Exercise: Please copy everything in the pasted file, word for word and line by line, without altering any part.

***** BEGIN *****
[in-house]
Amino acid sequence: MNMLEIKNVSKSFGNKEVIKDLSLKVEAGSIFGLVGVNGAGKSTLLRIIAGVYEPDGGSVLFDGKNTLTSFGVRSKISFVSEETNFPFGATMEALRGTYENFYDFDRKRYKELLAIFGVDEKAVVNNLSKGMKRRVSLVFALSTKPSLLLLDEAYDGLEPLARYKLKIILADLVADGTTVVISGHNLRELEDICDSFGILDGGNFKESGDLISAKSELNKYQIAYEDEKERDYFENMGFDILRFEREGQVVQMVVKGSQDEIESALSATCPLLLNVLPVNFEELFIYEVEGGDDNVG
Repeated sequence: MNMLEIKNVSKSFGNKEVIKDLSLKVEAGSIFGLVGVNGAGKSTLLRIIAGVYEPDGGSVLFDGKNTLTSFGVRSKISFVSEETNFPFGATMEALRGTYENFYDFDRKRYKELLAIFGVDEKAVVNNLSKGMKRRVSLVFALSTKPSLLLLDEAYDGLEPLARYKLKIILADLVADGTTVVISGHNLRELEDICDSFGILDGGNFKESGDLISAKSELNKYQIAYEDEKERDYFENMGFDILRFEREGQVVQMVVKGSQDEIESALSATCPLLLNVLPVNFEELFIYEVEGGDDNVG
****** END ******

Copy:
[in-house]
Amino acid sequence: MNMLEIKNVSKSFGNKEVIKDLSLKVEAGSIFGLVGVNGAGKSTLLRIIAGVYEPDGGSVLFDGKNTLTSFGVRSKISFVSEETNFPFGATMEALRGTYENFYDFDRKRYKELLAIFGVDEKAVVNNLSKGMKRRVSLVFALSTKPSLLLLDEAYDGLEPLARYKLKIILADLVADGTTVVISGHNLRELEDICDSFGILDGGNFKESGDLISAKSELNKYQIAYEDEKERDYFENMGFDILRFEREGQVVQMVVKGSQDEIESALSATCPLLLNVLPVNFEELFIYEVEGGDDNVG
Repeated sequence: MNMLEIKNVSKSFGNKEVIKDLSLKVEAGSIFGLVGVNGAGKSTLLRIIAGVYEPDGGSVLFDGKNTLTSFGVRSKISFVSEETNFPFGATMEALRGTYENFYDFDRKRYKELLAIFGVDEKAVVNNLSKGMKRRVSLVFALSTKPSLLLLDEAYDGLEPLARYKLKIILADLVADGTTVVISGHNLRELEDICDSFGILDGGNFKESGDLISAKSELNKYQIAYEDEKERDYFENMGFDILRFEREGQVVQMVVKGSQDEIESALSATCPLLLNVLPVNFEELFIYEVEGGDDNVG